Ko painter could ever do justice to such a
subject. He could only give bits of life and
color here and there. No writer could ade
quately describe the appealing comeliness
ol such a scene. In my travels throughout
the world I have been in many famous
parks. Among them all Central Park, now
almost in the heart of this great metropolis,
is the most delightful. This, I take it, is
from the fact of great natural advantages
presented by a rugged surface, its rolling
swards and alternating forests and lakes.
The landscape artists agree that the most
beautiful natural scenery is that which pre
sents to the eye the sudden surprises in all
or these features and leaves no monotony to
weary the senses.
You can enter Central Park at almost any
of its half-dozen entrances, and see but little
beyond pistol shot Of what is to come
next you know not until a little further ad
vanced appears the unexpected. It may be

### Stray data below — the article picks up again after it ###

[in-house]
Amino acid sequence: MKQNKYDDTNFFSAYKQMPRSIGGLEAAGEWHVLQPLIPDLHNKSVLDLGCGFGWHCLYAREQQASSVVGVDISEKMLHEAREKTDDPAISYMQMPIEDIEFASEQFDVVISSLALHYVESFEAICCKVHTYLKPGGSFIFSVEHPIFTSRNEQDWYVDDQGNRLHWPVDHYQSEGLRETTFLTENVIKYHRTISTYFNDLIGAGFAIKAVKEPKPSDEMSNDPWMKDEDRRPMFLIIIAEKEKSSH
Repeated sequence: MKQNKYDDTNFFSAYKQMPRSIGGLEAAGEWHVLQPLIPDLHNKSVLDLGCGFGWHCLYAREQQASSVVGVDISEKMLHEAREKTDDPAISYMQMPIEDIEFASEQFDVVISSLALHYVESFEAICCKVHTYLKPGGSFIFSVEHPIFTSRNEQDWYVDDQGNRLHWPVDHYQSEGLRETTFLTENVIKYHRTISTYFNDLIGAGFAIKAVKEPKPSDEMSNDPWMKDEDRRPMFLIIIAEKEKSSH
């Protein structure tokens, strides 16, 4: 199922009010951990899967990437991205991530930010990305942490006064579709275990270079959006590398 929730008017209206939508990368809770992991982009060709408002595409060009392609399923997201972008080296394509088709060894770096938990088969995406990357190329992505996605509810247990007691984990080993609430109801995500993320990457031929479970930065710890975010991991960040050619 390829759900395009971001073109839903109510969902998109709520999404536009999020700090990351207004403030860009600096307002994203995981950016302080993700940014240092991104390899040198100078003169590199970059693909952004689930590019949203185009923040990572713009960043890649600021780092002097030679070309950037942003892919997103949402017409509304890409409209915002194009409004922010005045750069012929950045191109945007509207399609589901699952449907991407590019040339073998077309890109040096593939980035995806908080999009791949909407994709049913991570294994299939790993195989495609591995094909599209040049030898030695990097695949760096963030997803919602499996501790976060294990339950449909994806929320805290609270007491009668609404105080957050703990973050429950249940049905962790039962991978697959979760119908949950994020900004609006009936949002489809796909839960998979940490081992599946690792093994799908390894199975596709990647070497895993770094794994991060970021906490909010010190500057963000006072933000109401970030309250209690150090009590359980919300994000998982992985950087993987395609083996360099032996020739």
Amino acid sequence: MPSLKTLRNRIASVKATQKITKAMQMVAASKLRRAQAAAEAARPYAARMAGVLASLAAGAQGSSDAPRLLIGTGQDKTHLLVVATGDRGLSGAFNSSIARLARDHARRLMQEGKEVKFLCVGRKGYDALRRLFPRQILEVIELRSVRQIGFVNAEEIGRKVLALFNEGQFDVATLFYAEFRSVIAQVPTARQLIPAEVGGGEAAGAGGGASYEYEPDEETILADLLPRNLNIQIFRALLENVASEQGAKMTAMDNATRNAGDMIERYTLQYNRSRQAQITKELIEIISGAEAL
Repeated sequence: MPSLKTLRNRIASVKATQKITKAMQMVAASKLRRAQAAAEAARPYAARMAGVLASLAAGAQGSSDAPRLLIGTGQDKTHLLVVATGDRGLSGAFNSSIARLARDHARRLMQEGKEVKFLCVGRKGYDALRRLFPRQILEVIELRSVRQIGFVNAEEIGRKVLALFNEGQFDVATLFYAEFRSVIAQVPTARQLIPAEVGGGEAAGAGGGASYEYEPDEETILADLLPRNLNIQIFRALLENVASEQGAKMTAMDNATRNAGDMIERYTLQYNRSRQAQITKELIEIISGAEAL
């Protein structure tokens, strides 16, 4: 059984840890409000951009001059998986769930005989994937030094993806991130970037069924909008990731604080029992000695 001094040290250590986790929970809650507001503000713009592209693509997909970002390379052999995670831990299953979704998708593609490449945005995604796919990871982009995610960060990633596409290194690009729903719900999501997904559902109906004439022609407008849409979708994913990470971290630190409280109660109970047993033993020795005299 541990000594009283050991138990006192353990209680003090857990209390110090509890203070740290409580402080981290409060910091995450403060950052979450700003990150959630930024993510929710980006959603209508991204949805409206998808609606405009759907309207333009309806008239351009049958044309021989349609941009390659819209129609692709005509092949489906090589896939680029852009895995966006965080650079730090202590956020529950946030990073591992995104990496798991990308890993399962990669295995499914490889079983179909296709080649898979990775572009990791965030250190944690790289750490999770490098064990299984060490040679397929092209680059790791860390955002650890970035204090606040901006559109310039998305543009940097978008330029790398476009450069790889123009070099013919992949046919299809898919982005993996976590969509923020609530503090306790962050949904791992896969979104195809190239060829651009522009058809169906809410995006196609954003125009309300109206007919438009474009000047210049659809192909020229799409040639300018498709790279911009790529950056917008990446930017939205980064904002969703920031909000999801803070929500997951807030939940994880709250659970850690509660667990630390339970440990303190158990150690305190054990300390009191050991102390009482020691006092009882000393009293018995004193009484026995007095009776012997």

a tangled copse, it may be a pellucid pool
lying under tbe darkening shades, it may
be some small mound of jagged rock, or
again some artistic creation in marble or
bronze, or yet again some low cavern into
which the visitor gropes his wandering
way down through the narrow gorge neatly
paveu anu siepnea wiin stone or perhaps
OYir a rising knoll he comes suddenly npon
a lovely sweep ot common whereon flocks
of sheep graze a truly pastoral scene.
On that common on certain days you will
see perhaps 100 young ladies and young
men, in the bloom of youtbfulness and
beauty, indulging in the not overexciting
pastime of croquet. On other commons on
certain days you will see myriads of young
men and boys in shirt sleeves tossing the